In this week's Digital Planet
This week sees the deadline for authors to opt out of Google’s project to digitise millions of out-of-print books. But the plan has caused controversy, with some organisations accusing Google of monopolising the world’s libraries. BBC technology journalist Maggie Shiels reports from Silicon Valley.
10% of all Colombian citizens are currently 'displaced' from their hometowns. They've been forced to flee due to guerrilla violence, drug trafficking or land disputes.
Gareth speaks to Juan Sequeda from the University of Austin in Texas, who has spent the summer in Bogota researching a new project to reunite missing Colombians using semantic technology.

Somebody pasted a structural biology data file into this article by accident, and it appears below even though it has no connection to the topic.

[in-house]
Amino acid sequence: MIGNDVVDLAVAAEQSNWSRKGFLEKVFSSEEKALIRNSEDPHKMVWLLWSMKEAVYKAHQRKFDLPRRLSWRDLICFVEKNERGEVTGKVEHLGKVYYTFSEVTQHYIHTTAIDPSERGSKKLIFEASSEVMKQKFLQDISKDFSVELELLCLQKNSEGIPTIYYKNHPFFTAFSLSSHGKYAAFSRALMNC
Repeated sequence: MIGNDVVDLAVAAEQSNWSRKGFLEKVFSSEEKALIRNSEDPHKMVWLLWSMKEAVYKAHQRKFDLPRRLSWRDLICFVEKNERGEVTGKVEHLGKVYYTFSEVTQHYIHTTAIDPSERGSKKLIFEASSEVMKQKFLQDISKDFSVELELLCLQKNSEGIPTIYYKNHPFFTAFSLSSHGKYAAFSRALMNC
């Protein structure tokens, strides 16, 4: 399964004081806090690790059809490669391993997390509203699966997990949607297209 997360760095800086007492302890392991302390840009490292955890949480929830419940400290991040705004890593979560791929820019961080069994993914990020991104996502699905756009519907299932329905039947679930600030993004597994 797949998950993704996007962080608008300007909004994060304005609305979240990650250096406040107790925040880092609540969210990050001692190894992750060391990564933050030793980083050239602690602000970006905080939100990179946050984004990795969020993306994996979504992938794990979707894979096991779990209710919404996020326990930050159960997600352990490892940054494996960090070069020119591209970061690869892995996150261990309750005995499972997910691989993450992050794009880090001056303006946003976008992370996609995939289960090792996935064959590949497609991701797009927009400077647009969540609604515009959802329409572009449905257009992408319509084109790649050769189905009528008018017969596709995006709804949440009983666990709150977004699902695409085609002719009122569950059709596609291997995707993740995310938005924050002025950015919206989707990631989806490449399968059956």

In New York, the murder rate has plummeted 80% in the past 15 years, despite cuts in law enforcement spending.
Could this be due to the increasingly sophisticated intelligence systems used to map, and investigate, crimes? Or is the increased surveillance and CCTV network infringing people’s privacy? Ramon Goni goes inside NYPD's Real Time Crime Centre.
Vint Cerf (part two)
Internet forefather Vint Cerf is now Chief Internet Evangelist at Google, owners of YouTube. On average, 20 hours of video is uploaded to the site every minute. Vint talk to Simon Morton from Radio New Zealand about increasing need for faster broadband speeds.
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